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6 Responses to “Nationalistic fervor, and why even that is not enough”

  1. astrobunny Says:

    I feel the same way you do, mike. Being a proud Malaysian made me cringe in embarrassment in front of my New Zealand friends when the Olympic contingent of the various countries marched out to the front of the Grand Stand. 22 million people from Malaysia produced 8 competitors to the Olympics. In glaring contrast, 4 million people in a cold isolated nowhere could produce 185 participants. Somehow when people tell me I feel the grass is greener on the other side, I think this is one of many cases where I would rather graze across the river.

  2. RyanA Says:

    I can identify, but I’m American and our “culture” really is diversified and blended from many; so it’s hard to find it unless one is from 1-2 sole ethnic backgrounds (I’m from about 7). Still some things are just AMERICAN, and often times I don’t get it, and look another direction.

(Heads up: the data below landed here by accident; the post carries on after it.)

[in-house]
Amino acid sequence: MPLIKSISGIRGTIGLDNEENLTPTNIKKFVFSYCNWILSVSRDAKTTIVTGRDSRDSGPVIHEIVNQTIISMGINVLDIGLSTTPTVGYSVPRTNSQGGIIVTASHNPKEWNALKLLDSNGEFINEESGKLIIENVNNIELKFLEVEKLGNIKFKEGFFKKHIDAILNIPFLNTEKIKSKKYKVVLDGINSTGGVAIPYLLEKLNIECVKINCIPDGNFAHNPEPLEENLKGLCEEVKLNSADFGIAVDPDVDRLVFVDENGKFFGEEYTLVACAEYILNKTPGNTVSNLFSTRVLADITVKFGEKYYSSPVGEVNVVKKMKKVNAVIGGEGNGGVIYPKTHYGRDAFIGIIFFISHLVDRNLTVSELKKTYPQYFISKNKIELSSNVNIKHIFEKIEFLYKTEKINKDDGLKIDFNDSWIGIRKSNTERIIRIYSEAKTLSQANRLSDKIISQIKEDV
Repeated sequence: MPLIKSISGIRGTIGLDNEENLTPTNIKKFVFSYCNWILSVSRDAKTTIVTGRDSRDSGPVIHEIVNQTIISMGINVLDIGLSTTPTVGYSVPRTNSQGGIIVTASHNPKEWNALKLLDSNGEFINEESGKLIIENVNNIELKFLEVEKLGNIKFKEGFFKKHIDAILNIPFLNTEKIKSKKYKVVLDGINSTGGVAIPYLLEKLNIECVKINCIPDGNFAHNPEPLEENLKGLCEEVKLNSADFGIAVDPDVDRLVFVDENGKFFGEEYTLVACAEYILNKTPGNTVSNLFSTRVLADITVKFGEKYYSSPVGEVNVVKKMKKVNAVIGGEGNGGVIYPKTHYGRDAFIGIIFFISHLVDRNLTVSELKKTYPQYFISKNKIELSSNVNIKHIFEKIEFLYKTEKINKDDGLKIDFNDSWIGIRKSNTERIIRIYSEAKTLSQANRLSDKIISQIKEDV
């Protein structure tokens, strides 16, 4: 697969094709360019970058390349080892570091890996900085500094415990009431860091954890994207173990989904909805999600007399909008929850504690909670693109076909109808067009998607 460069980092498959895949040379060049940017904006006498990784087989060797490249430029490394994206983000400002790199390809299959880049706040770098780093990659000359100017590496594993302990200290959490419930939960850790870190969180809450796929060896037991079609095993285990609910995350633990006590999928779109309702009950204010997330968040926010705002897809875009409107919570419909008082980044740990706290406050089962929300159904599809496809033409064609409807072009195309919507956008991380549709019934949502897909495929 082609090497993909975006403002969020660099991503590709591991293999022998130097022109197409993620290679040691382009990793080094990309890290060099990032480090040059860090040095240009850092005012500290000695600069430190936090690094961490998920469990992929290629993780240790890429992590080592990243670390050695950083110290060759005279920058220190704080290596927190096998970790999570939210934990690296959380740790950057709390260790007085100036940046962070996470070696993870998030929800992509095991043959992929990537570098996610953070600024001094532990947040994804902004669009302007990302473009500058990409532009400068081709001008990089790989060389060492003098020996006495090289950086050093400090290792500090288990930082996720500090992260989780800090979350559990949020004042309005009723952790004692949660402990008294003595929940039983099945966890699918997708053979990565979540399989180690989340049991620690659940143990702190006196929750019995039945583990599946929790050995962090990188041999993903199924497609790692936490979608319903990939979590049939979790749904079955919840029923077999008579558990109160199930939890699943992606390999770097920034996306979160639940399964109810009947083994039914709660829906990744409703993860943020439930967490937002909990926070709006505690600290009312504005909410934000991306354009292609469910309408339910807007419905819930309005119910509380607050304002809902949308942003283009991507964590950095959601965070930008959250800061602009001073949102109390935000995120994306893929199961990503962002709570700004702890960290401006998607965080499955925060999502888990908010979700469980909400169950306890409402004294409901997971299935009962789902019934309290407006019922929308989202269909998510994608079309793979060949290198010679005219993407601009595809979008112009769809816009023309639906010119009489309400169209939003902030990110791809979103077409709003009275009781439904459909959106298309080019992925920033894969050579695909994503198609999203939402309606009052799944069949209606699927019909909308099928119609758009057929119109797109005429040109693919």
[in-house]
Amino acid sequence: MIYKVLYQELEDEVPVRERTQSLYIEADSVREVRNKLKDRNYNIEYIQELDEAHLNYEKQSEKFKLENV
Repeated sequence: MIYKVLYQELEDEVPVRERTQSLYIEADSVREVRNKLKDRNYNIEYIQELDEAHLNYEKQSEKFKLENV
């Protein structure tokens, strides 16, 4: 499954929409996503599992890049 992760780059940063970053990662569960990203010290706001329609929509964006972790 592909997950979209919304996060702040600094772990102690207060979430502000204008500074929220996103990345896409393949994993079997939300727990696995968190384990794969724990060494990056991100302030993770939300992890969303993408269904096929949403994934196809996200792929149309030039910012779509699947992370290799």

One thing I cannot stand is ignorance, though I’m quite passive to it, I pity the closed and disconnected souls blinded by it. No one country or ethnicity is above or below, but individuals within those groups can represent extremely well and top the world’s best. Their influence rubs off on those around them, but in the information age, ideas can spread anywhere, and it breaks the barrier of culture.

    It’s rare that a single group provides someone who tops all others (though it happens), but in terms of thinking, perspectives, and ideas, the world, our 6 billion brothers and sisters, have yet to approach a number of individuals who stand greatly alone in time; Einstein represents this them well.

    All we can hope for is truly inspired individuals, because that is genius.

  3. NovaJinx Says: